So you remember the guy who brought us that undeniably creepy and yet equally cool “Milo and Kate”? Yeah, that pedophile dream game that went missing shortly after debuting at E3. Well, the guy who made that possible is known as Peter Molyneux – a little melodramatic, a little talky, and all about “changing the world”. Molyneux, the former golden boy of the Xbox brand, has traded in his expository serenades and alluring laudation of Kinect (formerly known as Natal) for biting tones and jagged verbal jabs aimed at Microsoft's proprietary NSA spybox known as Kinect 2.0.
Rich from ReviewTech USA picked up a short-form story on Gamespot from an interview on Edge. After following a railroad of links, you'll find quotes from 22Cans' Peter Molyneux, the former head of Lionhead Studios, the same studio responsible for the Fable games, where Molyneux stated that...
Bwahaha.... oh, sorry, I suppose I should respond with a more “professional” statement. In that case: You got burned, Microsoft! Burned like the American people during the collapse of the economy at the hands of the greediest mofos on Wall Street who don't sit at a burning table and wear hooves for shoes.
Molyneux isn't entirely wrong, though, because it wasn't until the recent March update for the Xbox One did Microsoft even consider a frequency for the Xbox to output media for gamers residing in PAL territories. Even beyond adopting the 50hz output, there's nothing really there if you're not American. The TV on your TV cable functions are all mostly restricted to those living Stateside.
Molyneux doesn't end his tirade there, the Godus creator goes on to say...
Okay, now I'm going to write something a lot of people will disagree with, and it may seem contrary to what's usually said about the Xbox One and Kinect, but here goes...
Microsoft should never unbundle the Kinect from the Xbox One.
What they should do instead is get their fingers out of their dong-holes and get the NSA to stop spying on people having amateur sex and instead focus on getting out some good games for the Xbox One that fully utilizes the Kinect in ways not-possible on the Wii U or PS4.
I mean, seriously, Microsoft should send a memo to the NSA and GCHQ, and let them know that there are free, high-quality porn sites out there where they can see everything they need to see, without glaring at obese Bob spend ten minutes trying to find his hot dog while attempting to put it into buns Jim offered up to him.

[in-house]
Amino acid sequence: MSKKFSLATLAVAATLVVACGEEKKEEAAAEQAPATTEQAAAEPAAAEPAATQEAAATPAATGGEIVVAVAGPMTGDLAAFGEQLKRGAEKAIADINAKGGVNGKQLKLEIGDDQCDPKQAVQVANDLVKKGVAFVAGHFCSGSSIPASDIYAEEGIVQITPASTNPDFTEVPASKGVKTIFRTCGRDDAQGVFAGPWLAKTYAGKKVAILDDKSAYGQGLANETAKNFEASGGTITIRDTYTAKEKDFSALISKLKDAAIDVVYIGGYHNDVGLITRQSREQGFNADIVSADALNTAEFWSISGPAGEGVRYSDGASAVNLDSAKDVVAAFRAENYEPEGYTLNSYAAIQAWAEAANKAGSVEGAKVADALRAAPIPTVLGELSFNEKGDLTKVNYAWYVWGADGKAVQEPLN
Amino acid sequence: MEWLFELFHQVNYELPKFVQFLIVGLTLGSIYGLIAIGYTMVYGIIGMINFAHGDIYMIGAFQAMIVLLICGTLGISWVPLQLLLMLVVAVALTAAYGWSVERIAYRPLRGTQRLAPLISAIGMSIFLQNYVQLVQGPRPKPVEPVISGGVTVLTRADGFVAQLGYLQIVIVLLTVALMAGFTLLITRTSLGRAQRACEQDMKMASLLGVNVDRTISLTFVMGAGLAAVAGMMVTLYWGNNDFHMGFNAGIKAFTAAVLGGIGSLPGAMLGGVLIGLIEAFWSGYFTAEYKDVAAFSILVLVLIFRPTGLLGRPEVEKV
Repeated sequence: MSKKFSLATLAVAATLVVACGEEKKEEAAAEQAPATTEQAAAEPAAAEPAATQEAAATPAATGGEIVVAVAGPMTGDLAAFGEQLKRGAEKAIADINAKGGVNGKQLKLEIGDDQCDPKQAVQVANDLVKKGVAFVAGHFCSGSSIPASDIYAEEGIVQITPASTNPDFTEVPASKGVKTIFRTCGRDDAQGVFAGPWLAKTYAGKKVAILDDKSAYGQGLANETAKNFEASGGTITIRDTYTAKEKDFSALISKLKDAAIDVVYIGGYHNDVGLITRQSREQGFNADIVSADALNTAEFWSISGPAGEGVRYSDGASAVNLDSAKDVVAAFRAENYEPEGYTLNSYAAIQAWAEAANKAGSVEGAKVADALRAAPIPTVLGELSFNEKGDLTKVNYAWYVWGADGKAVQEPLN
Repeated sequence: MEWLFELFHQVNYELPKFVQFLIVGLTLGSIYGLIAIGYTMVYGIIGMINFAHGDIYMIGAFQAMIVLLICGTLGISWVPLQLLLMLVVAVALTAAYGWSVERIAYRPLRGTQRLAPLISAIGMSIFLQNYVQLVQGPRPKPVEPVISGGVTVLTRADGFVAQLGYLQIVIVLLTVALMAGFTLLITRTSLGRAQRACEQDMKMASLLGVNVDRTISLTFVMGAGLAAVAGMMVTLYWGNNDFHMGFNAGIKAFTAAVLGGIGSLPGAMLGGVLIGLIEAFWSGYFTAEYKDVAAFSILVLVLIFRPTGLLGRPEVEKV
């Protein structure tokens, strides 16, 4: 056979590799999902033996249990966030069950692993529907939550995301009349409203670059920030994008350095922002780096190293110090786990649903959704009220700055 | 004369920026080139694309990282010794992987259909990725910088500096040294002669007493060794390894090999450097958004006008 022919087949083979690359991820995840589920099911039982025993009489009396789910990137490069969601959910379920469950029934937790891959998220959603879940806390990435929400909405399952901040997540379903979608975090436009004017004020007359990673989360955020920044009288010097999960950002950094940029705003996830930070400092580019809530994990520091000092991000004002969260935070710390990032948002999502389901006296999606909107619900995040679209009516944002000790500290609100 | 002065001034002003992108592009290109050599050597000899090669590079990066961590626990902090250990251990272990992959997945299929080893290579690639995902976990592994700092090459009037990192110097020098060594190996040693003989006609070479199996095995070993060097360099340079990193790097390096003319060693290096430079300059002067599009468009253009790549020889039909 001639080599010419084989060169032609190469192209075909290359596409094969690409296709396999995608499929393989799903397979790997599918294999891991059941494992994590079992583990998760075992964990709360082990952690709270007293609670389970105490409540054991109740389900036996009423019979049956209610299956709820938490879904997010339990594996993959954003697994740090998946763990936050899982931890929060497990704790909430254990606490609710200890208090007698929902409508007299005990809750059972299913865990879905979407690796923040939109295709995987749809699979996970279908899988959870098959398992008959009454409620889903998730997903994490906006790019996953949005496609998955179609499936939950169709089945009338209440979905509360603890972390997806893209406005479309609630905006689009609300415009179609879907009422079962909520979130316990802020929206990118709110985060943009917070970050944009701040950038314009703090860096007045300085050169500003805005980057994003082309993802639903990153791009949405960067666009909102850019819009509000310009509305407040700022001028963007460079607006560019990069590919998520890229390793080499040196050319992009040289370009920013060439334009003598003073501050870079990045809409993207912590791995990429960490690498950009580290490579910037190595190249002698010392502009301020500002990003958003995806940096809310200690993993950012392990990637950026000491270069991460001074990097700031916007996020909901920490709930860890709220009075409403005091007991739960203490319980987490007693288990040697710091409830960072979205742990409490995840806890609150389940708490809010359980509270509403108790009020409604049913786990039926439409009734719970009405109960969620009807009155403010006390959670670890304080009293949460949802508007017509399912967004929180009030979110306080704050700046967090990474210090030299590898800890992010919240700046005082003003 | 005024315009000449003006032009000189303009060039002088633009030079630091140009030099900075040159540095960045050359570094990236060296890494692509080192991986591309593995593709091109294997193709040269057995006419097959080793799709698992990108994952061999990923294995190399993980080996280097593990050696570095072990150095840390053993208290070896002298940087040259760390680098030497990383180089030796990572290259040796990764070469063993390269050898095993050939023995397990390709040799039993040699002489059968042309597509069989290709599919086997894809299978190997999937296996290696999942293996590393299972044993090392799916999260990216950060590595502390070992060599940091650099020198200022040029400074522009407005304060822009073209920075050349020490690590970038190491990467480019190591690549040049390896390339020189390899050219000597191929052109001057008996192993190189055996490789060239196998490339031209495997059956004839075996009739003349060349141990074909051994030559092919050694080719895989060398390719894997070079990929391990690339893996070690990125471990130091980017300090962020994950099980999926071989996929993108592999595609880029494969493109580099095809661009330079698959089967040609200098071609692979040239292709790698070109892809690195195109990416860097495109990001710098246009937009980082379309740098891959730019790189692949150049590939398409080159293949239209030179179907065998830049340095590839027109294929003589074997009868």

However, Gamespot points out a very relevant comment from Phil Spencer, the new head of the Xbox division, where he states that the removal of Kinect isn't even the number one requested thing from Microsoft... it's great games!
I agree. I think Microsoft can justify the Xbox One and Kinect if they can at least get "great" games on the darn thing that are specifically tuned to the hardware, and make full use of the system's capabilities that can't be experienced elsewhere.
Removing Kinect effectively turns the Xbox One into the PS3.5 or the Xbox 720p... well, technically it's already the Xbox 720p. But it'll be the Xbox 720p without any balls. Well, technically, it would be the Xbox 720p without balls if they decided to remove the disc drive. So, technically, it would be more like the Xbox 720p without balls that turned vegan. Ugh... a hippy, ball-less, barely-HD game console. Microsoft should be ashamed to even consider turning the Xbox into what would be the first commie-eunuch of video game systems. They might even have to change the name to the ZTS One: The Zhongxian Toss Salad One.
Hopefully, Microsoft wises up, pumps out some games that actually work with Kinect instead of broken games like Kinect Sports Rivals or Fighter Within. They need better core-game integration and, of course, lose all that NSA sexy-time spy stuff.
I think they can make it work if they put the effort in to make the kind of games that gamers would be willing to play in correlation with the Kinect, instead of ostracizing gamers with petty casual titles like Zumba Fitness or shovelware like Kinect Star Wars.
Staff Writer at CinemaBlend.
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